Arcturus Therapeutics had a melodramatic 2018 — the San Diego biotech’s CEO Joseph Payne was asked to leave for putting his interests before the RNA company, but he fought back with the support of shareholders, ousted the board that spearheaded his ouster and was reinstated. But under Payne, the drug developer has lost the support of collaborator CureVac in the development of a drug for the most common urea cycle disorder — ornithine transcarbamylase deficiency (OTCD), a life-threatening genetic disease.
CureVac and Arcturus joined forces early last year to co-develop up to four mRNA therapeutics for enzyme replacement and antibody generation to tackle rare diseases. Typically, mRNA molecules teach human cells to produce therapeutic proteins or to mount an immune response. Last month, Arcturus said it had elected to develop an mRNA replacement therapy, ARCT-810, which is designed to enable OTC-deficient patients to naturally produce healthy functional OTC enzyme in their liver cells.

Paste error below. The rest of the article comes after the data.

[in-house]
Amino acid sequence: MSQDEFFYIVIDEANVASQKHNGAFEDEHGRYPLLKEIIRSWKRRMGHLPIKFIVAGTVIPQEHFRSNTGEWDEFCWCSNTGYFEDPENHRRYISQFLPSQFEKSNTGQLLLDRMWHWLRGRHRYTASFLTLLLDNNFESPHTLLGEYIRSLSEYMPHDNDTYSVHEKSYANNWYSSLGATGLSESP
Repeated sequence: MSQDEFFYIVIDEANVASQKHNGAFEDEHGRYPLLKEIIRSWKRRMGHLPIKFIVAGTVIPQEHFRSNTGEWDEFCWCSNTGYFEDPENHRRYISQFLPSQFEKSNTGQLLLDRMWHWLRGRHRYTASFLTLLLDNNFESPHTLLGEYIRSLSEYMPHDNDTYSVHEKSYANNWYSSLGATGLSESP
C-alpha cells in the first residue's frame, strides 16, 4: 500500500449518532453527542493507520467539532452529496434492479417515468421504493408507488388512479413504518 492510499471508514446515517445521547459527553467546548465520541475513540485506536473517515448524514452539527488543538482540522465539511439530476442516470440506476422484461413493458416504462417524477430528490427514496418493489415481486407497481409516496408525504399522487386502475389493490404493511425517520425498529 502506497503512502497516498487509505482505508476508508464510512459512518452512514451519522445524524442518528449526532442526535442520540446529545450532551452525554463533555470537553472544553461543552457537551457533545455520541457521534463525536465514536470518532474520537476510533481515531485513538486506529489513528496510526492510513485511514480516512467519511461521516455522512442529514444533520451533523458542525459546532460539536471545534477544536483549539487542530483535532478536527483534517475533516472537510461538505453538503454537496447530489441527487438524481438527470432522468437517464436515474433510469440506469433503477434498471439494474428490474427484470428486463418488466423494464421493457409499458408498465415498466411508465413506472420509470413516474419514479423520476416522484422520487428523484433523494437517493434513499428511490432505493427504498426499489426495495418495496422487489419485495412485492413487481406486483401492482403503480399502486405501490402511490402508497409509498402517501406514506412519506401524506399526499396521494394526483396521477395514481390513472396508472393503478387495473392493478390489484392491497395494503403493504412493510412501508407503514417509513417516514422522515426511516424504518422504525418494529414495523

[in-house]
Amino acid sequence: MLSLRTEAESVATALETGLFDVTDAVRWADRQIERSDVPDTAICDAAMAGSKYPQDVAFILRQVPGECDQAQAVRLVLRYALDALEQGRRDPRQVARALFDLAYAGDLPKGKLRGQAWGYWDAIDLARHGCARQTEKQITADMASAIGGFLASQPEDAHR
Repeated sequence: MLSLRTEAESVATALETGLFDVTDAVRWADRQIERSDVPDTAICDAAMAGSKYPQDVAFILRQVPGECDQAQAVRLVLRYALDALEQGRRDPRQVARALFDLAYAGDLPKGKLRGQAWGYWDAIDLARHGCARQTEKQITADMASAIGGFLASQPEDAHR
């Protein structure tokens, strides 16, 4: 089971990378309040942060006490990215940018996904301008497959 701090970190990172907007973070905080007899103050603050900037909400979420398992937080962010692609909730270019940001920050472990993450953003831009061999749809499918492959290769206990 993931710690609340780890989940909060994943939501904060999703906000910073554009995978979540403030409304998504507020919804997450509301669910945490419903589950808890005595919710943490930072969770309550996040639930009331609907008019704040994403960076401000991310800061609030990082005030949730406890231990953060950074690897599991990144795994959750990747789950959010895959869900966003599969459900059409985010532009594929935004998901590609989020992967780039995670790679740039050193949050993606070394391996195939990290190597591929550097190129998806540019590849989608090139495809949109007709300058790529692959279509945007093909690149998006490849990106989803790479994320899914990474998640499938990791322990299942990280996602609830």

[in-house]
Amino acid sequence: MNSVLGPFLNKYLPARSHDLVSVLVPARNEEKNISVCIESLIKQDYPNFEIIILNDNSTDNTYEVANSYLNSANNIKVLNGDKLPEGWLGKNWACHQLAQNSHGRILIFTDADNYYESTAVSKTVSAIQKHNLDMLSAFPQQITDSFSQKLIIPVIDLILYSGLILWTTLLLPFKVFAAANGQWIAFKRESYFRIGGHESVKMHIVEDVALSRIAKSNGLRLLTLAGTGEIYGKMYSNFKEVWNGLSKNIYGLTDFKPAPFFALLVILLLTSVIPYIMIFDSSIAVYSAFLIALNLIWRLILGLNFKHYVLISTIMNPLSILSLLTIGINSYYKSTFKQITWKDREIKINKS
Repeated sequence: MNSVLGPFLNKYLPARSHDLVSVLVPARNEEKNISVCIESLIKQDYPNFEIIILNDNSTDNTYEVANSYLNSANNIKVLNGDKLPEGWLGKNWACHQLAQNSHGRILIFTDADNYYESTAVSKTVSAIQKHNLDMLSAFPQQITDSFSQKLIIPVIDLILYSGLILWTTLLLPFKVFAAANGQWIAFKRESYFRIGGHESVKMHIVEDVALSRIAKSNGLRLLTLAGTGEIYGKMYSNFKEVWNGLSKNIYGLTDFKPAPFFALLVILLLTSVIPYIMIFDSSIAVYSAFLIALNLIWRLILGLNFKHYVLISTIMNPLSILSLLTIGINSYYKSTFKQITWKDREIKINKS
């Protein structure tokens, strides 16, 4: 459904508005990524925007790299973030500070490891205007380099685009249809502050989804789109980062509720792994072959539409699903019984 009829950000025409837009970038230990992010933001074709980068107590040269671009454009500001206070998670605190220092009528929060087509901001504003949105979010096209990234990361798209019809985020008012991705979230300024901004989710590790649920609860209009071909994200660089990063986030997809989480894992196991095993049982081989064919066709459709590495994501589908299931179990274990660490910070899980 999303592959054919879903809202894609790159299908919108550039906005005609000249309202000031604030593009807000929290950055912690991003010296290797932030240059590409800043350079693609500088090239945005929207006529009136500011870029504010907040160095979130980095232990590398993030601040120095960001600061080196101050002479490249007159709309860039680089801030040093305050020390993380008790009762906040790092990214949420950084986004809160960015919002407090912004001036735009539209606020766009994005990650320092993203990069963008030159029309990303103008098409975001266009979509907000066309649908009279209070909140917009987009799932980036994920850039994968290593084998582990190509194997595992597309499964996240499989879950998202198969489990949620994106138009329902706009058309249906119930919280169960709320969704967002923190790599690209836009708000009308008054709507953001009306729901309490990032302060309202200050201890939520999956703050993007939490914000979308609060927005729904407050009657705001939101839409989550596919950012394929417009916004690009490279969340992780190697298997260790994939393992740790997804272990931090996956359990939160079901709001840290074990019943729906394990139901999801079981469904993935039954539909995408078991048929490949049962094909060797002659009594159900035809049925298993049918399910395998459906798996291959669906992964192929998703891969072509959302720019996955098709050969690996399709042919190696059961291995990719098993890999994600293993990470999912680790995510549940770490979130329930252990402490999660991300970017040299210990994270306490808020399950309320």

Urea cycle disorders are a group of inherited metabolic conditions that thwart the removal of bodily toxic waste products as proteins are digested. OTC is a critical enzyme that converts ammonia to urea; with an OTC deficiency, ammonia accumulates in the blood, acting as a neurotoxin and liver toxin, and causing vomiting, headaches, coma and death.
On Monday, Arcturus $ARCT said CureVac had elected not to support the preclinical development of ARCT-810, but remains committed to their broad collaboration. An application to test the drug in humans is on track and slated for submission in the fourth quarter of 2019, said Arcturus, which also has pacts with Takeda and J&J $JNJ.
“Arcturus has the resources and expertise to advance this program into the clinic,” Payne said in a statement, highlighting that the CureVac partnership remains intact.
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